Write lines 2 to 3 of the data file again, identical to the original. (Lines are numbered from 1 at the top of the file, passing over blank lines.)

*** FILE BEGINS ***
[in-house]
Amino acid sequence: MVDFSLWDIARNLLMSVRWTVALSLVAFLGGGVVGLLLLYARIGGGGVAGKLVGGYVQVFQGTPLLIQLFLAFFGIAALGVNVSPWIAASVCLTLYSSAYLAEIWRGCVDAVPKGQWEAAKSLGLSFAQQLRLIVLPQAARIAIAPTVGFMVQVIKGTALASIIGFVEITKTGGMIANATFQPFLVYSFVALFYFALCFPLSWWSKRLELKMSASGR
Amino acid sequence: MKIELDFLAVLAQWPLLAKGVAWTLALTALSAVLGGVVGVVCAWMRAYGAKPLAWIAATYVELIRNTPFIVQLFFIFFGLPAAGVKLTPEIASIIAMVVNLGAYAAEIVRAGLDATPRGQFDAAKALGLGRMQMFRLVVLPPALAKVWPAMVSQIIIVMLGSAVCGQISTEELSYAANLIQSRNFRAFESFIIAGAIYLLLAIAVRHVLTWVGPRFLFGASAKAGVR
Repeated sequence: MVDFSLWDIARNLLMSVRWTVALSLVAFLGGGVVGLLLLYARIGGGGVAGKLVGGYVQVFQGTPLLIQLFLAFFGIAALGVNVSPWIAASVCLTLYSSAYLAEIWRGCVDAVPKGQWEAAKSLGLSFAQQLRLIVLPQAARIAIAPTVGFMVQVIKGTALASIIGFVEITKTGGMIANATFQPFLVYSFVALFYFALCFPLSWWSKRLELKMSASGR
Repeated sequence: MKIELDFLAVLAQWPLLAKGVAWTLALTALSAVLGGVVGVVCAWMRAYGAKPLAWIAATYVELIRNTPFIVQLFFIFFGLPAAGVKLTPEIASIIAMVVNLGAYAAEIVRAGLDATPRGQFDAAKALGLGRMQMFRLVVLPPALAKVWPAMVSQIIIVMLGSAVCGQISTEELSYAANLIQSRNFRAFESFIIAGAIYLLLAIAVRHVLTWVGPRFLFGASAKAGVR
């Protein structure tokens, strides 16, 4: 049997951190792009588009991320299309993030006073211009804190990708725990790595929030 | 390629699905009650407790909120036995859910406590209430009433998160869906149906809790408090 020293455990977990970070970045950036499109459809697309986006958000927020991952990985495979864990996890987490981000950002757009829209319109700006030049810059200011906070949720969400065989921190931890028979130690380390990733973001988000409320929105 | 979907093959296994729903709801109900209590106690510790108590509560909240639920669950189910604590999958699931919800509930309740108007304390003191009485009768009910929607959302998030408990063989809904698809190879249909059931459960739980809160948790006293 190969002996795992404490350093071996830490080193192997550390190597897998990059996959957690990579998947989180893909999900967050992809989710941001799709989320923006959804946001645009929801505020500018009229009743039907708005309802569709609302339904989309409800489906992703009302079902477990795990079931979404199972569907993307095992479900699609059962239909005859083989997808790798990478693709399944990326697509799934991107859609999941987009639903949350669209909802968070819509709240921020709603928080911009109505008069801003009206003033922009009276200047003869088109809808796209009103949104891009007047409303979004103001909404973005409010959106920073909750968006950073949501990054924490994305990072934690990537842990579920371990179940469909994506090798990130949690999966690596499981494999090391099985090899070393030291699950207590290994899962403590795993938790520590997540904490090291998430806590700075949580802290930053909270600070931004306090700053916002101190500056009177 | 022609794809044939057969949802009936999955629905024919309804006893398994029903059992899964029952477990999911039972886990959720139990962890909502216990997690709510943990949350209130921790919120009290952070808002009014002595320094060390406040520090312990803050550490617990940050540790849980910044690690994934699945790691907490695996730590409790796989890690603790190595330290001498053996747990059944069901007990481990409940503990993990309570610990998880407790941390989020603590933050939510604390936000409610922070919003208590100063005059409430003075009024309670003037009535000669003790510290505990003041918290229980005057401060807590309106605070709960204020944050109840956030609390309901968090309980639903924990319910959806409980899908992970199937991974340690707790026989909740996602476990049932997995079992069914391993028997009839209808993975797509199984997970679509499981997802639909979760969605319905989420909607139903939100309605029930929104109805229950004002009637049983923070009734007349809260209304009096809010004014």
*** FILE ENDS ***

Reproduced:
Amino acid sequence: MVDFSLWDIARNLLMSVRWTVALSLVAFLGGGVVGLLLLYARIGGGGVAGKLVGGYVQVFQGTPLLIQLFLAFFGIAALGVNVSPWIAASVCLTLYSSAYLAEIWRGCVDAVPKGQWEAAKSLGLSFAQQLRLIVLPQAARIAIAPTVGFMVQVIKGTALASIIGFVEITKTGGMIANATFQPFLVYSFVALFYFALCFPLSWWSKRLELKMSASGR
Amino acid sequence: MKIELDFLAVLAQWPLLAKGVAWTLALTALSAVLGGVVGVVCAWMRAYGAKPLAWIAATYVELIRNTPFIVQLFFIFFGLPAAGVKLTPEIASIIAMVVNLGAYAAEIVRAGLDATPRGQFDAAKALGLGRMQMFRLVVLPPALAKVWPAMVSQIIIVMLGSAVCGQISTEELSYAANLIQSRNFRAFESFIIAGAIYLLLAIAVRHVLTWVGPRFLFGASAKAGVR